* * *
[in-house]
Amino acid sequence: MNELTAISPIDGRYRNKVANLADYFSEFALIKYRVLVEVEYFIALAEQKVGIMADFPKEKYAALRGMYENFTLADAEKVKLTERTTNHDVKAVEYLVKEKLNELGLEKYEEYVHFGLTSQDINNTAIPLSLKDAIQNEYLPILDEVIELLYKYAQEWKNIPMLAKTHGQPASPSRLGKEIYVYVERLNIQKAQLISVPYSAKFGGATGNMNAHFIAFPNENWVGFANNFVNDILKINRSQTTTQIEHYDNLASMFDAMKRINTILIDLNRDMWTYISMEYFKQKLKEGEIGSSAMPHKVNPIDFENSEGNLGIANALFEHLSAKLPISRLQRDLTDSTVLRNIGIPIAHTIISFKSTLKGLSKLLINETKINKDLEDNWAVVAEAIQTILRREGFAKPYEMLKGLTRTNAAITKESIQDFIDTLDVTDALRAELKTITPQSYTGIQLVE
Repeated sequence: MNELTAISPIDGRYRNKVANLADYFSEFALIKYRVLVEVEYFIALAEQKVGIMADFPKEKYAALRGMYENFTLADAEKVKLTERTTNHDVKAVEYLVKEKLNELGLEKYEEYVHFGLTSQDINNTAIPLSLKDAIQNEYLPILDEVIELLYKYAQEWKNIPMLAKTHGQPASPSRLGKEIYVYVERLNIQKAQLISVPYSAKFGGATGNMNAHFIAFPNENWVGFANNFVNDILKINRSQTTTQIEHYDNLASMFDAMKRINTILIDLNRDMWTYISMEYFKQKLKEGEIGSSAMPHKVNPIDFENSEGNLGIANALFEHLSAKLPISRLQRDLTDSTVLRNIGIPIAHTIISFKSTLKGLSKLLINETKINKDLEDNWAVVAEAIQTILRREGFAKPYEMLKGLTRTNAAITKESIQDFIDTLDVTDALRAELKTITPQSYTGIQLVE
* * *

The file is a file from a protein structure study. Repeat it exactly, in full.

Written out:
[in-house]
Amino acid sequence: MNELTAISPIDGRYRNKVANLADYFSEFALIKYRVLVEVEYFIALAEQKVGIMADFPKEKYAALRGMYENFTLADAEKVKLTERTTNHDVKAVEYLVKEKLNELGLEKYEEYVHFGLTSQDINNTAIPLSLKDAIQNEYLPILDEVIELLYKYAQEWKNIPMLAKTHGQPASPSRLGKEIYVYVERLNIQKAQLISVPYSAKFGGATGNMNAHFIAFPNENWVGFANNFVNDILKINRSQTTTQIEHYDNLASMFDAMKRINTILIDLNRDMWTYISMEYFKQKLKEGEIGSSAMPHKVNPIDFENSEGNLGIANALFEHLSAKLPISRLQRDLTDSTVLRNIGIPIAHTIISFKSTLKGLSKLLINETKINKDLEDNWAVVAEAIQTILRREGFAKPYEMLKGLTRTNAAITKESIQDFIDTLDVTDALRAELKTITPQSYTGIQLVE
Repeated sequence: MNELTAISPIDGRYRNKVANLADYFSEFALIKYRVLVEVEYFIALAEQKVGIMADFPKEKYAALRGMYENFTLADAEKVKLTERTTNHDVKAVEYLVKEKLNELGLEKYEEYVHFGLTSQDINNTAIPLSLKDAIQNEYLPILDEVIELLYKYAQEWKNIPMLAKTHGQPASPSRLGKEIYVYVERLNIQKAQLISVPYSAKFGGATGNMNAHFIAFPNENWVGFANNFVNDILKINRSQTTTQIEHYDNLASMFDAMKRINTILIDLNRDMWTYISMEYFKQKLKEGEIGSSAMPHKVNPIDFENSEGNLGIANALFEHLSAKLPISRLQRDLTDSTVLRNIGIPIAHTIISFKSTLKGLSKLLINETKINKDLEDNWAVVAEAIQTILRREGFAKPYEMLKGLTRTNAAITKESIQDFIDTLDVTDALRAELKTITPQSYTGIQLVE